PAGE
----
From: firstname.lastname@example.org (Bob Wilson)
Subject: Re: Etching!
Date: Fri, 25 Oct 2002 04:03:08 -0000
Organization: Your Organization
X-Newsreader: WinVN 0.99.9 (Released Version) (x86 32bit)
References: <3DB0977E.747EAFBB@earthlink.net> <3DB7523D.BC943100@rica.net>
In article <3DB7523D.BC943100@rica.net>, email@example.com says...
>> I am new to etching. Got a few questions...What does shining UV light
>> through a transparency (containing a circuit diagram) do to the PCB?
>> It is to my understanding that the lines on the transparency will
>> block out the UV light and prevent the light from contacting the
>> copper (thereby forming lines), but what about the rest of the copper
>> that is exposed? Is there a chemical reaction?
>> If there is a chemical reaction, what is the purpose of using NaOH?
>> Does it adhere to the shadowed lines on the circuit board, thereby
>> protecting those lines from reaction to the acid applied onto the PCB
>> in the proceding step?
>> Or...is the tranparency somehow glued to the PCB, irradiated with UV,
>> then NaOH applied to it to remove the transparency??
>> Please help!
>> Is the use of HCl the industry standard for etching purposes?
>I buy presenstized boards that are coated with a positive resist.
>This is a blue polymer coating that looses its resistance to
>dissolving in NaOH when it is exposed to UV. After the exposure and
>removal of the parts that had covered copper I intend ot remove, I
>etch the board in ferric chloride solution. This leaves copper hiding
>under the unexposed resist film, and removes any unprotected copper.
>Then I drill and solder the board.
To answer the OP's question, there are 2 general kinds of resists. The first
(and oldest) is negative-working resist as pioneered by Kodak (with their
KPR line of resists). They are polymerized by UV light, hence wherever light
hits the resist, it chemically hardens it. Washing the exposed resist in a
blend of aromatic solvents, washes away the unexposed (and unpolymerized)
areas, whereas the exposed areas have been crosslinked by exposure, and are
resistant to the solvent. This type of resist therefore requres negative
artwork (Black background with clear lines and pads).
The second type of resist is positive-working. Shipley's line of positive
resists (especially their original AZ-111) were the most popular. UV
exposure chemically alters the resist, in such a way that the exposed areas
can be broken down by an alkaline water-based solution (Ordinarly sodium
hydroxide is commonly used). The unexposed resist is unaffected by this
solution. Thus, artwork needs to be "positive" (clear background with black
lines and pads).
Negative resists were a pain to work with. The unexposed resist that went
into solution in the aromatic "developer" tended to form a film on the bare
copper areas when the remains of the solvent evaporated, which caused spotty
etching at times. This is why it was common to develop these resists in a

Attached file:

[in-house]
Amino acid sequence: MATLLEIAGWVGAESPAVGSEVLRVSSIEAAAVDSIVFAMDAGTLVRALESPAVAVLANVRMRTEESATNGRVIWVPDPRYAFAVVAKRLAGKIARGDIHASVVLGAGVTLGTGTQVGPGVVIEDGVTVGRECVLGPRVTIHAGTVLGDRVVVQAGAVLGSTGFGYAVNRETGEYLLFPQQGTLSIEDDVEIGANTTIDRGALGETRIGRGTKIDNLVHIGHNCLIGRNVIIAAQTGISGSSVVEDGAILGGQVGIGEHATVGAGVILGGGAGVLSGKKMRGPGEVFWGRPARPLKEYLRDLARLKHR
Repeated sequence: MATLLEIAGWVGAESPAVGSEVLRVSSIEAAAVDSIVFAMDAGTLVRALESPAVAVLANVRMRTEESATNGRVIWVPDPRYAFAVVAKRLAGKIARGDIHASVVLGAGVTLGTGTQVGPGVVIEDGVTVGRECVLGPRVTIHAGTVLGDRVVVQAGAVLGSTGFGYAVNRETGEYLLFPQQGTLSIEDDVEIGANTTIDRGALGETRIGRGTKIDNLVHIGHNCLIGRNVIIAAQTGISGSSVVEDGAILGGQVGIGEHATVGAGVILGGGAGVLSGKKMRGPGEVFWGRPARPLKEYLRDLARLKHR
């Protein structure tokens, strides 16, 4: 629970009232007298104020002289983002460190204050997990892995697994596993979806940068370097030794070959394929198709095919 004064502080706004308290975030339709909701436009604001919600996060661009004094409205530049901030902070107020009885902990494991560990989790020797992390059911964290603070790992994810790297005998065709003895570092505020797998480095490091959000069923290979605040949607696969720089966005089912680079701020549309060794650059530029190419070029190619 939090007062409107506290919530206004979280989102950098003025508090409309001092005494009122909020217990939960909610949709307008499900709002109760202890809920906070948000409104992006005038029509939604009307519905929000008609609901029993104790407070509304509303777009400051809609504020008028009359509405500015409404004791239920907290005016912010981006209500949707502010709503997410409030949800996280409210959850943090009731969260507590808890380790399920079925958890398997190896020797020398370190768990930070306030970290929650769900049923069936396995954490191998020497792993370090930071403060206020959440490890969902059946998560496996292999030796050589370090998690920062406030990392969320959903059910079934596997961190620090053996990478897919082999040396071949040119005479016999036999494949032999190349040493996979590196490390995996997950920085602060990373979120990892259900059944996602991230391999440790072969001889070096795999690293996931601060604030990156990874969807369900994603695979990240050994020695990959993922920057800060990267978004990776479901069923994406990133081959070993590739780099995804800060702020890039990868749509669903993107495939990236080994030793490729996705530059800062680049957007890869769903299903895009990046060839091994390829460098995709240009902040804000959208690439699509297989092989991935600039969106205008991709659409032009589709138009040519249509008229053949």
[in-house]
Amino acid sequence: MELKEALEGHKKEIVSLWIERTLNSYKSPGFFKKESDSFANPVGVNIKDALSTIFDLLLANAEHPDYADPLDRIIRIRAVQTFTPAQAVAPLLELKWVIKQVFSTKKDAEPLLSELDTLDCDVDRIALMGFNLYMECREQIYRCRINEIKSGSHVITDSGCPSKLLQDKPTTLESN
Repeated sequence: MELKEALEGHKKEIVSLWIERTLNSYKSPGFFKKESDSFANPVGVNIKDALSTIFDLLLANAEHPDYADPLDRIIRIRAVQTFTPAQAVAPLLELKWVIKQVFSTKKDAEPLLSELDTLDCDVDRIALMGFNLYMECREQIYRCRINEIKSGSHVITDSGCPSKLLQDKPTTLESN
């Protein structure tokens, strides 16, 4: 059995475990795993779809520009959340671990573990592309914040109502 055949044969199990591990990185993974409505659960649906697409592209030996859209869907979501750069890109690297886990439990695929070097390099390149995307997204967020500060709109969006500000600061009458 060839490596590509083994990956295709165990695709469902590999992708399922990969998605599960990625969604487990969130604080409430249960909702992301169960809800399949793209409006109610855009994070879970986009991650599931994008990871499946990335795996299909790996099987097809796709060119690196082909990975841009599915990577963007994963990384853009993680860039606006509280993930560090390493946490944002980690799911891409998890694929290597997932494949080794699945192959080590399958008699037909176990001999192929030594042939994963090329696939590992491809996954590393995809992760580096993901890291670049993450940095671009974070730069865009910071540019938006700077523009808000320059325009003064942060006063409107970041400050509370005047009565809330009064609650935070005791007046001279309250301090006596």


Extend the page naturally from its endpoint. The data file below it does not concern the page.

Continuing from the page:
vapour degreaser (which always had fresh, clean solvent condensing on the
board). They were also very prone to pinholing, and (worse) the pinholes
were always in the area where the polymerization was incomplete, or where
there was dust in the way of the UV (i.e. right in the middle of traces and
Positive resists are far better. Since the clear areas of the artwork are
not on the traces, and since the resist does not depend on polymerization to
remain on the PCB, traces and pads usually have essentially no pinholing.
Dust shows up as a small fleck of copper in the areas where no copper should
be, but because the copper "fleck" that results is so small, a little
overetching usually elimninates it completely.
The NaOH you refer to is the so-called "developer" that breaks down the
exposed positive resist. Obviously, since NaOH is highly soluable in water,
and since it has no reaction with copper itself, it does not remain in the
PCB after rinsing. Its purpose is simply to get rid of the exposed resist,
leaving the unexposed resist to "resist" the action of the etchant, when the
board is etched.
I don't understand your question about what the UV is supposed to do to the
"rest of the copper". Metals are not affected in any way by UV. The purpose
of the UV is to expose the resist, as I explained above.
The artwork is pressed against the resist-coated laminate prior to exposure.
It is obviously not glued! Typically, a vacuum frame is used to ensure
intimate contact between artwork (or more correctly, "Phototool") and the
HCl is (also rather obviously) not used AT ALL for etching, since it has no
effect whatsoever on copper. As you probably learned in grade 10 science,
any metal that lies below hydrogen on the electromotive scale (e.g. copper,
silver, gold, lead, and others), cannot be attacked by common
(non-oxydizing) acids such as HCl. If you ever tried putting a piece of
copper in HCl, you would have seen that the only effect is that the oxides
on the copper were removed, but the copper was not attacked at all.
Typical etchants for copper that are commonly used are Ferric Chloride
solution, Ammonium Persuplphate solution, and ammonia-based proprietary
etchants. Less common ones include Cupric Chloride solution.
If you are really interested in this, why don't you do something radical,
like take out a book from the library on the subject? You will find that
this will give you a far better background than asking somewhat disconnected
questions on the subject.